# D. Doping 2

Time limit: 1s Memory limit: 256MB Input: Output:

GrandPaPà calls $f(p)$ applied to a permutation $p_1,p_2,\ldots,p_n$ as the number of pairs $(i,j)$ such that $i and $p_i+1 = p_{j}$. For example, $f([1,2,3]) = 2$, $f([3,1,2]) = 1$ and $f([3,2,1]) = 0$.

Given $n$ and a permutation $p$ of length $n$, we define a permutation $p'$ of length $n$ to be $k$-special if and only if:

1. $p'$ is lexicographically smaller than $p$, and
2. $f(p') = k$.

Your task is to count for each $0 \le k \le n - 1$ the number of $k$-special permutations modulo $m$.

A permutation is an array consisting of $n$ distinct integers from $1$ to $n$ in arbitrary order. For example, $[2,3,1,5,4]$ is a permutation, but $[1,2,2]$ is not a permutation ($2$ appears twice in the array) and $[1,3,4]$ is also not a permutation ($n=3$ but there is $4$ in the array).

A permutation $a$ of length $n$ is lexicographically smaller than a permutation $b$ of length $n$ if and only if the following holds: in the first position where $a$ and $b$ differ, the permutation $a$ has a smaller element than the corresponding element in $b$.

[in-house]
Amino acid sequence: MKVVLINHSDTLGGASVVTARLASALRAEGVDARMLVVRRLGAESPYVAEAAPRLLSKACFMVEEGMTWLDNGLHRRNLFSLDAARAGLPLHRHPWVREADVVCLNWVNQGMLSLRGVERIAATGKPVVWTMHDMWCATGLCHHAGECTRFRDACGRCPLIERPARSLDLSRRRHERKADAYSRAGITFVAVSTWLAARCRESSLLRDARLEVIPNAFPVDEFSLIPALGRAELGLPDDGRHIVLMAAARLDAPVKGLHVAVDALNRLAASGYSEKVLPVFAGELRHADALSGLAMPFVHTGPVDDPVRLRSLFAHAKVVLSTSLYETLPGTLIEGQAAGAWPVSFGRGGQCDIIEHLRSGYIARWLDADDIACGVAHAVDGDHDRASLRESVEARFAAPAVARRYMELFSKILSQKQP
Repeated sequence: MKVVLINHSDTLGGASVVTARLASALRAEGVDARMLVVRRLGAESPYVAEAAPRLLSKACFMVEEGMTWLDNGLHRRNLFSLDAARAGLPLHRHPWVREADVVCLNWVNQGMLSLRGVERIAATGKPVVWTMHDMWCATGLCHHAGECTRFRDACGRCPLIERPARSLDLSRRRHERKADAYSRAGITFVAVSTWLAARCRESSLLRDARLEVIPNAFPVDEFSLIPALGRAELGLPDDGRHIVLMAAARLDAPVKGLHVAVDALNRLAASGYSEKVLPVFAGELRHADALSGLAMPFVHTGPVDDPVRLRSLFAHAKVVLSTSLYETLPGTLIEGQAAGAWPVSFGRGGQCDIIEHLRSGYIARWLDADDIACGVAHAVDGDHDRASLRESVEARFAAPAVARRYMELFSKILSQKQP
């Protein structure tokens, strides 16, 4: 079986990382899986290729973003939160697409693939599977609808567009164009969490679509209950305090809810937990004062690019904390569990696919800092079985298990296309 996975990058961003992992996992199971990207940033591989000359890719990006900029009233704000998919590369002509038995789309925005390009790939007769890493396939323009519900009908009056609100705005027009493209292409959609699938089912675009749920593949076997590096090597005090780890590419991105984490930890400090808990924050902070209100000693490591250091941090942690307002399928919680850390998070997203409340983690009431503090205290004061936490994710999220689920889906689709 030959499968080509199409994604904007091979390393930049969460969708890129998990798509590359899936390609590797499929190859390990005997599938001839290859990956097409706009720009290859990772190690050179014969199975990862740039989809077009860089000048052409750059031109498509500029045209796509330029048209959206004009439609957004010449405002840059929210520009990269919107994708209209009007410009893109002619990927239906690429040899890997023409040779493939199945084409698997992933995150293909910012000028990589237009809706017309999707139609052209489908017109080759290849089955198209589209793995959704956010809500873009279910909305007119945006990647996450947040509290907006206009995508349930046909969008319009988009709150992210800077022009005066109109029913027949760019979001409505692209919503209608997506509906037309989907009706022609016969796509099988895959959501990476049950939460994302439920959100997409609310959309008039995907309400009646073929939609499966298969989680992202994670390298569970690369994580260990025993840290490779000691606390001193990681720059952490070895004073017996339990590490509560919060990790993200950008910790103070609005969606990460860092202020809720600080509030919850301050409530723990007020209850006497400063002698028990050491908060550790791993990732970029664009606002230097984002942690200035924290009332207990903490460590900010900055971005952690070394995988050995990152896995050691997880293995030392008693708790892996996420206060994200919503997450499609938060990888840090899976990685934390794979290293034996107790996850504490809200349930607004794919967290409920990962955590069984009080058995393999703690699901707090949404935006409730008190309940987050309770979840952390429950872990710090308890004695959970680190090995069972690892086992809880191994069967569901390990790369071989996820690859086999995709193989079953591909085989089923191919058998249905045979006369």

## Input

The first line contains two integers $n$ and $m$ ($1 \le n \le 100$, $1 \le m \le 10^9$) — the length of the permutation and the required modulo.

The second line contains $n$ distinct integers $p_1, p_2, \ldots, p_n$ ($1 \le p_i \le n$) — the permutation $p$.

## Output

Print $n$ integers, where the $k$-th integer is the number of $(k-1)$-special permutations modulo $m$.

## Example 1

stdin

4 666012
1 3 4 2


stdout

0 0 2 1


### Note

The permutations that are lexicographically smaller than $[1,3,4,2]$ are:

• $[1,2,3,4]$, $f([1,2,3,4])=3$;
• $[1,2,4,3]$, $f([1,2,4,3])=2$;
• $[1,3,2,4]$, $f([1,3,2,4])=2$.

Thus our answer is $[0,0,2,1]$.

## Example 2

stdin

10 60
10 9 8 7 6 5 4 3 2 1


stdout

0 53 20 32 14 14 32 20 53 1